Memoir of displaced people

2010-08-18 00:00

INTERWEAVING a personal history of anxiety neurosis with highlights of work as a tracing officer for the Red Cross Society is a tall order, but one that Estelle Neethling tackles with considerable skill, courage and lucidity. She recounts a miserable childhood, with interesting asides about growing up in Wepener in the fifties, and episodes from a life plagued by low self-esteem.

The cause is a toxic relationship with her self-centred, manipulative mother and with an older sister. It is an interesting case study of family dysfunctionality, to which many readers will relate. Others will find the endless saga tiresome, relieved perhaps by the revelation that some understanding was achieved after nearly 60 years. A saving grace is Neethling’s honesty, especially about the effects on her long-suffering husband.

Part of the redemption occurs through her work and relationships with child refugees, many from the Great Lakes region. Some of their tales of survival, and the circumstances under which they are reunited with families, are astounding. Neethling’s job is emotionally exhausting, but often rewarding, and she ties these extremes to her own state of mind.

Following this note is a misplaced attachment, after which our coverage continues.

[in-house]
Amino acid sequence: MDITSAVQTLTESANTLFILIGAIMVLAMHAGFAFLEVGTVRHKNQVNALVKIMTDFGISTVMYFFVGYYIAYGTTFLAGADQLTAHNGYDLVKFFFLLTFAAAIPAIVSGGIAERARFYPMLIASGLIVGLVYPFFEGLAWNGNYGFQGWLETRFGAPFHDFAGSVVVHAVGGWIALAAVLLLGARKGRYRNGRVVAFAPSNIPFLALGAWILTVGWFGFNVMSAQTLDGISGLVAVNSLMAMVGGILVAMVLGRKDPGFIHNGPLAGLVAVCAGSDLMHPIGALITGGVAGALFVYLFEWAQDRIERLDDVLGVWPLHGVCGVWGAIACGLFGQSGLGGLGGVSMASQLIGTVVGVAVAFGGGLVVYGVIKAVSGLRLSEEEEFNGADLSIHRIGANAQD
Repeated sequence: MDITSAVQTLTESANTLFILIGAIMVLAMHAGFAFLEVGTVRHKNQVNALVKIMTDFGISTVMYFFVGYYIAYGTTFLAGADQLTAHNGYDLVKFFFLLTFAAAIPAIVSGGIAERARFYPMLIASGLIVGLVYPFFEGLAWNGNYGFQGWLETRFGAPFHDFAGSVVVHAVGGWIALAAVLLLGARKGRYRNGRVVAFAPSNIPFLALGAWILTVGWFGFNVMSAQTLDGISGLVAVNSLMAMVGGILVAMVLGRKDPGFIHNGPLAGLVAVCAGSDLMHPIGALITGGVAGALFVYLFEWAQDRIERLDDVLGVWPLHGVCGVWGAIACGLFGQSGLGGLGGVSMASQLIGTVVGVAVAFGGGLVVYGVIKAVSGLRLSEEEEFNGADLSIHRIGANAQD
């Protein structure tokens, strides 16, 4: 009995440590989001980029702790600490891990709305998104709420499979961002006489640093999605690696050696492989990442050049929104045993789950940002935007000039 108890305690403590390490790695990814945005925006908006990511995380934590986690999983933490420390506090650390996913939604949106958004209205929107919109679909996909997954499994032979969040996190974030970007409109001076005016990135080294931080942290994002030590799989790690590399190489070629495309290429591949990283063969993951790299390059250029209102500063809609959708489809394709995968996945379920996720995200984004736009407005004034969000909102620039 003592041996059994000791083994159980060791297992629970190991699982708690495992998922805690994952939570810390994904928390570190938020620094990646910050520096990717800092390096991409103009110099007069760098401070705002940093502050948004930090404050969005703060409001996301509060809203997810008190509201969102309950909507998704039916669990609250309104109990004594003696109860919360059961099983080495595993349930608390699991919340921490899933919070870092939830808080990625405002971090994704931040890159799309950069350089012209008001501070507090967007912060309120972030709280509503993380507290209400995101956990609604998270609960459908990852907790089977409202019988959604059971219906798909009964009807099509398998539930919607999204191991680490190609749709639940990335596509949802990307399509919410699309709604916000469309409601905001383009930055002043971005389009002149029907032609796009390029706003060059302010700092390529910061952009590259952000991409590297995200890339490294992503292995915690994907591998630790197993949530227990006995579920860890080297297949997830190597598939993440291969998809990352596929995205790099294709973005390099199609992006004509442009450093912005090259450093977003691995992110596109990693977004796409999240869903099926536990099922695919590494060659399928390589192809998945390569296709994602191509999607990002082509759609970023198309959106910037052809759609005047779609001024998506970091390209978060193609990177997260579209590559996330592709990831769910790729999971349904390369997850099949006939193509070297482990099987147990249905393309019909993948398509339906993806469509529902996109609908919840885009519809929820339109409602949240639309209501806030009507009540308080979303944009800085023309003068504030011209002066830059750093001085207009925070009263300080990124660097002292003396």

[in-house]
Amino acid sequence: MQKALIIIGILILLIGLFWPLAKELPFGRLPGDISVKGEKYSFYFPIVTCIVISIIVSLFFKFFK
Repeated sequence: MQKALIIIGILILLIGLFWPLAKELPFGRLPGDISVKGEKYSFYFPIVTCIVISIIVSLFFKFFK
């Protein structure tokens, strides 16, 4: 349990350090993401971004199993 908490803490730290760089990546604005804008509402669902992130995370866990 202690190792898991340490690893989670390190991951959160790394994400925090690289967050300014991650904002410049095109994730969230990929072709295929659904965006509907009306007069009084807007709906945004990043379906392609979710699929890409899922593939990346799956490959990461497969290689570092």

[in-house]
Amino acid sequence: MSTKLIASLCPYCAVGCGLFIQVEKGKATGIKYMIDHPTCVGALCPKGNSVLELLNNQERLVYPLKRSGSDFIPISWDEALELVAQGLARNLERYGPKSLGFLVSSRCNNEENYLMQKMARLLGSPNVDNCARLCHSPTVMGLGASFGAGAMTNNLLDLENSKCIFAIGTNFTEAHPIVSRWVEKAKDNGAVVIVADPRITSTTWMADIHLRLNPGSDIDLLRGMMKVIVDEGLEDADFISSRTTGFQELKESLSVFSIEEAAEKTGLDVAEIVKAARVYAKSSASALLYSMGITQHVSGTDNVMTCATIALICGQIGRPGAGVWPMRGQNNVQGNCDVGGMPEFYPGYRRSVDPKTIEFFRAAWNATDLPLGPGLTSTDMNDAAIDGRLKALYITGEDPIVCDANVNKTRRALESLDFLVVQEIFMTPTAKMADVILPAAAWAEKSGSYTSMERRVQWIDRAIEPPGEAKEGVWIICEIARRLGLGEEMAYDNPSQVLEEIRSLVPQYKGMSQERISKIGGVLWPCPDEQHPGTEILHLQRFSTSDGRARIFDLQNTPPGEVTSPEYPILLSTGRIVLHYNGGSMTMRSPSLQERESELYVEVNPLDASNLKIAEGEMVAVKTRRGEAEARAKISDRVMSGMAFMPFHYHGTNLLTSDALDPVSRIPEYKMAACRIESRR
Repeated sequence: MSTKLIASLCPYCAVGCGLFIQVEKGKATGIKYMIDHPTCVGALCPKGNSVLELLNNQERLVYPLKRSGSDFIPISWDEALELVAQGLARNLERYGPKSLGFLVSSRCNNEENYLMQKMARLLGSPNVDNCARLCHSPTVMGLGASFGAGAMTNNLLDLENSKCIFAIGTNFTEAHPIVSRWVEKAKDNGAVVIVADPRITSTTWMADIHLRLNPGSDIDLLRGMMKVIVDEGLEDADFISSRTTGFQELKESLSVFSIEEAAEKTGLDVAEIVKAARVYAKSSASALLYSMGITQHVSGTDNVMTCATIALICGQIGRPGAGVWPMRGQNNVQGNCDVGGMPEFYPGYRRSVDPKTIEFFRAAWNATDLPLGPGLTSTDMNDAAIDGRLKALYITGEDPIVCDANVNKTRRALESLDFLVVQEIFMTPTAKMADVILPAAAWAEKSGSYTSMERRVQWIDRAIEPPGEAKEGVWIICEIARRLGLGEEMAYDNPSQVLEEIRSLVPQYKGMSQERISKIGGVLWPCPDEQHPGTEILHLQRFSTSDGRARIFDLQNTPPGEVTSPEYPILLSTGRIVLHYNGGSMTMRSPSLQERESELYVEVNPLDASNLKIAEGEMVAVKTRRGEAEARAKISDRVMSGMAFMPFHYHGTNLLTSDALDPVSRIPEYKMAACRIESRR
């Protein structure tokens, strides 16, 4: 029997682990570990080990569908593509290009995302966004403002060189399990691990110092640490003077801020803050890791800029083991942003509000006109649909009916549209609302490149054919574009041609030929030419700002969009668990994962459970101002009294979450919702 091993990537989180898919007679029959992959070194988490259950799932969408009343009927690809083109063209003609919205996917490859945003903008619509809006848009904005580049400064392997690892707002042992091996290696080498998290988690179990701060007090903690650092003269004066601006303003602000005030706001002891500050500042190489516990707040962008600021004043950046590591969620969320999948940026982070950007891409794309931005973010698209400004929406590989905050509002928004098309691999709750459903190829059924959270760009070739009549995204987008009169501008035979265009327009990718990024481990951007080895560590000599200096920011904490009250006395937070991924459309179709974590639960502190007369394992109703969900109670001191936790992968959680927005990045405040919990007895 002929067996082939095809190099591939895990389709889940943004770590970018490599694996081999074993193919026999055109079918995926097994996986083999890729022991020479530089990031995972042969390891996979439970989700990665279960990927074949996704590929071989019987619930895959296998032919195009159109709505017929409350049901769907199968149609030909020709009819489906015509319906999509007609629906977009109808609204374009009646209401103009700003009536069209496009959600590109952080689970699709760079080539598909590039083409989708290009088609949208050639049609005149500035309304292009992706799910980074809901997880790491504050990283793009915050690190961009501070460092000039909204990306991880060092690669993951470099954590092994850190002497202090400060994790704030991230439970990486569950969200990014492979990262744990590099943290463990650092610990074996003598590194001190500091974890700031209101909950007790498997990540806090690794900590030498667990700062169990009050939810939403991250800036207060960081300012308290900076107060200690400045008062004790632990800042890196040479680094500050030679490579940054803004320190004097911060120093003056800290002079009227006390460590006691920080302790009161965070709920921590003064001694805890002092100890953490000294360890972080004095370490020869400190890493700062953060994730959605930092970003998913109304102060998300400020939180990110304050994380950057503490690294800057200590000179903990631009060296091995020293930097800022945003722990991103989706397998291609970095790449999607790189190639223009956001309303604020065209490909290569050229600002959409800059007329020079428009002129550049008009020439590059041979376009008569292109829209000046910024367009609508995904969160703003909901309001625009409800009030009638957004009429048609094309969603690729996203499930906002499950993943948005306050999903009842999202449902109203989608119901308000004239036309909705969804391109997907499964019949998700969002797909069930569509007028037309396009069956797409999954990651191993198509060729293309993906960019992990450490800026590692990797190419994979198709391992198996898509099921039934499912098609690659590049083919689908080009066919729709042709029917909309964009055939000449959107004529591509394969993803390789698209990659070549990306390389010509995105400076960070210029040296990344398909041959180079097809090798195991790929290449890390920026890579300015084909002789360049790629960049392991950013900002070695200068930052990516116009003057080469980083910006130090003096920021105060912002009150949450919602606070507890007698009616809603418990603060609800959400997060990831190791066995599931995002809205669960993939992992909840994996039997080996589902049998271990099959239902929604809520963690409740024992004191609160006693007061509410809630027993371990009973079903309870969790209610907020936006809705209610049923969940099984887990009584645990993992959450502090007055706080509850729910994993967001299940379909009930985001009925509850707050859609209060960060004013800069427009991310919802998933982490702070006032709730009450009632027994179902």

South Africa’s response to this African crisis has hardly been heroic. Neething’s book is short on detail about how the Red Cross works. Her opinion of the government refugee policy is suggestive, but undeveloped. There are fleeting references to Home Affairs and she recounts an episode which reveals the callousness of the police and her attempt to stand up to them.

By the end of her memoir, Neethling is at relative peace with her life. With the end of the World Cup, many refugees are possibly facing the very opposite. This book could not have been longer, but it leaves the reader with multiple questions about South Africa’s attitude to the displaced people of Africa.

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